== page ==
“We used to call type 2 diabetes ‘old age diabetes,’ but it’s now ‘every age diabetes.’”
– Claude Messier
Messier and his research team have found that both memory and the capacity to perform complex mental tasks are impaired in older people who are not yet diabetic, but who show early signs of the disease. But that doesn’t mean that type 2 diabetes is only an illness of the elderly, he cautions.
“We used to call type 2 diabetes ‘old age diabetes,’ but it’s now ‘every age diabetes,’” says Messier.
According to the Canadian Diabetes Association, more than nine million Canadians currently live with diabetes or prediabetes. With the growing prevalence of obesity and inactivity, diabetes is increasingly affecting young people. In fact, a report released earlier this year by the Centers for Disease Control and Prevention in the United States found that more than 20 percent of adolescents have diabetes or prediabetes, compared with nine percent a decade ago. Canadian research has also shown a similar increase among youth in Canada.
Unfortunately, as Messier and other researchers are discovering, being young offers no protection from the changes in intellectual functioning associated with type 2 diabetes. And those changes have a lot to do with the size of some parts of the brain. Imaging studies have shown that diabetes and its inherent high blood glucose level can lead to brain shrinkage. Even though researchers don’t fully understand the mechanisms behind that reduction—cell death has been suggested—one thing is certain: when it comes to the proper functioning of the brain, decreasing size matters. Particularly since diabetes-related shrinkage occurs in areas of the brain that control the ability to make memories, learn new things, make decisions and plan ahead.
In his latest research project, Messier is looking at glucose regulation and specific cognitive changes among young non-diabetics. So far, he has found that the brain can suffer from the effects of high glucose levels long before diabetes develops. But since those problems may be mild and even undetectable by people experiencing them, those who are at risk of developing diabetes may not make the necessary lifestyle changes to help prevent the disease. Those measures include healthy eating, being physically active and controlling one’s weight.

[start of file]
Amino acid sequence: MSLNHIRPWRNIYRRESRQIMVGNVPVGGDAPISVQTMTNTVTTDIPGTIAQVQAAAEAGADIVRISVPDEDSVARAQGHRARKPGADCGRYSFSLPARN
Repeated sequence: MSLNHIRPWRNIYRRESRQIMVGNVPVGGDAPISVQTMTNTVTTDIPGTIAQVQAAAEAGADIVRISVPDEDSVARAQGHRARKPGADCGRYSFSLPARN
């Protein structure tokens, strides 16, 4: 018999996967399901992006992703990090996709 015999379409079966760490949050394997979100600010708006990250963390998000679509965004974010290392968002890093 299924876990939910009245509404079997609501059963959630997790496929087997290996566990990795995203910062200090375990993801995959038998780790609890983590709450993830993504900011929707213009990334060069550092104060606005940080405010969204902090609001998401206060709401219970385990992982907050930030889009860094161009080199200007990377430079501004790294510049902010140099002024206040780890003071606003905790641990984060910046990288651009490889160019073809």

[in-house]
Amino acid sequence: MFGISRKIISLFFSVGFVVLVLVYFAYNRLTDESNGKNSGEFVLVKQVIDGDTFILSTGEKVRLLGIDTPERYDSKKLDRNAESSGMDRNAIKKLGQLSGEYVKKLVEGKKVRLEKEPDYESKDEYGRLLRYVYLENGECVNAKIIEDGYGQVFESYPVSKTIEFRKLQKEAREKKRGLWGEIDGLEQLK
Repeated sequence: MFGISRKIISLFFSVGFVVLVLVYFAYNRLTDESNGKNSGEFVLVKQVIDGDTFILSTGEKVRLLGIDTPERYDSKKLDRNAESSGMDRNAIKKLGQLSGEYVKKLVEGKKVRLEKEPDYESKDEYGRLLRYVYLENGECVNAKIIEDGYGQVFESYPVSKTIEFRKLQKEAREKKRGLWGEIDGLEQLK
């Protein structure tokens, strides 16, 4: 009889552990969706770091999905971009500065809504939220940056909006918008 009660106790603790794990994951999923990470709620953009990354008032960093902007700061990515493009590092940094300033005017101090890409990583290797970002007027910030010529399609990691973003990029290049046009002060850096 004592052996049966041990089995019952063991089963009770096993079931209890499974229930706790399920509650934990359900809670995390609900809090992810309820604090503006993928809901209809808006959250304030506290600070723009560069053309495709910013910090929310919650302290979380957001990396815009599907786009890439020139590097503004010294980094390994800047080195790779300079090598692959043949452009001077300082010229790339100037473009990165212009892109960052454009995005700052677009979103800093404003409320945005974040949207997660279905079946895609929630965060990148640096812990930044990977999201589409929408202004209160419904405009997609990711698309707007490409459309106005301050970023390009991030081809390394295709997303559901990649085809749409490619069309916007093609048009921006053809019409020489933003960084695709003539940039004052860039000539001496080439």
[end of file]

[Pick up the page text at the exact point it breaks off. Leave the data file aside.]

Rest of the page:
Messier admits it is difficult to convince people to change their eating and exercise habits decades before facing a diabetes diagnosis—our brains are not naturally inclined to take the long view. He, however, has seen first-hand the positive results of early and effective management of blood glucose levels. His uncle, Bernard Messier, a former director of the Department of Anatomy at Université de Montréal (and Messier’s “inspiration for doing research”), was diagnosed with diabetes in his forties. By carefully managing the condition, though, he has continued to maintain strong cognitive abilities into his late eighties.
In his early days as a researcher, Messier discovered a physiological paradox: consuming a high-glucose meal produced cognitive improvement, but only in people already struggling with insulin resistance. “Our bodies are not meant to sustain high glucose levels,” he says, “be it because of diabetes or eating snacks throughout the day.”
The key, says Messier, is for researchers to find a way to restore the brain’s sensitivity to insulin and to protect the brain from the vascular problems that accompany diabetes. The importance of such a discovery cannot be overstated: for the earlier in life people experience consistently high blood sugar levels, the earlier they may experience attendant damage to their brains.
by Dana Yates